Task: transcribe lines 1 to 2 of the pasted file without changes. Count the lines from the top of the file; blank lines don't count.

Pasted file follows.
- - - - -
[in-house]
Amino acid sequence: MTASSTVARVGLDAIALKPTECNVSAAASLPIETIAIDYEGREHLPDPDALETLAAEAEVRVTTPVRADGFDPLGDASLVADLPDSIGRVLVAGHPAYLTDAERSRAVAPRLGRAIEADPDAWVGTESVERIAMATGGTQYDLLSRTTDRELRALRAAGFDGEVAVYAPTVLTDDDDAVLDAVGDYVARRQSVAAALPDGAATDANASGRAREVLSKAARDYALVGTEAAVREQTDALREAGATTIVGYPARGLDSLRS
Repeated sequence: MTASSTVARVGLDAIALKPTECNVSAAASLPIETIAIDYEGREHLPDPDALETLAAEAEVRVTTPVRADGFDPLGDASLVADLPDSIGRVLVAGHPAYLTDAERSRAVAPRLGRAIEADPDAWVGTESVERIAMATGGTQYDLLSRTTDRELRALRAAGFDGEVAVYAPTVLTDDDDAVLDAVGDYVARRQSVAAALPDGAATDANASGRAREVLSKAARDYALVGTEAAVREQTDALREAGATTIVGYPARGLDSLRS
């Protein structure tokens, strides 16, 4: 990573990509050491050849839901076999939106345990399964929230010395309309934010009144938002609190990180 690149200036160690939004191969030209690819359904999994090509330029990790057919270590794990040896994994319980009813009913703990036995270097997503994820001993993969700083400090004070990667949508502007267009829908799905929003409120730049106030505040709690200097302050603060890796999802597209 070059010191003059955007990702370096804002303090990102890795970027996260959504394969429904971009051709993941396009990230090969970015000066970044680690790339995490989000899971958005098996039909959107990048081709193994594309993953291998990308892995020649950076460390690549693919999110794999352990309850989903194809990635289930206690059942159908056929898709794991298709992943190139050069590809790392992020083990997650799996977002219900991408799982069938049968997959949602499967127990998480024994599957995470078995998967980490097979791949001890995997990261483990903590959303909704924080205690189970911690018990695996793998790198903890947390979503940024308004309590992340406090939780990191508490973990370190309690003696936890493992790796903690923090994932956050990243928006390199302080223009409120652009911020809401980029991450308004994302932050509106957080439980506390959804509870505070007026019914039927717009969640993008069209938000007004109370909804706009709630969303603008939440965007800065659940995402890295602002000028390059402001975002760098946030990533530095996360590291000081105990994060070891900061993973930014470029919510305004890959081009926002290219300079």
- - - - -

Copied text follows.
[in-house]
Amino acid sequence: MTASSTVARVGLDAIALKPTECNVSAAASLPIETIAIDYEGREHLPDPDALETLAAEAEVRVTTPVRADGFDPLGDASLVADLPDSIGRVLVAGHPAYLTDAERSRAVAPRLGRAIEADPDAWVGTESVERIAMATGGTQYDLLSRTTDRELRALRAAGFDGEVAVYAPTVLTDDDDAVLDAVGDYVARRQSVAAALPDGAATDANASGRAREVLSKAARDYALVGTEAAVREQTDALREAGATTIVGYPARGLDSLRS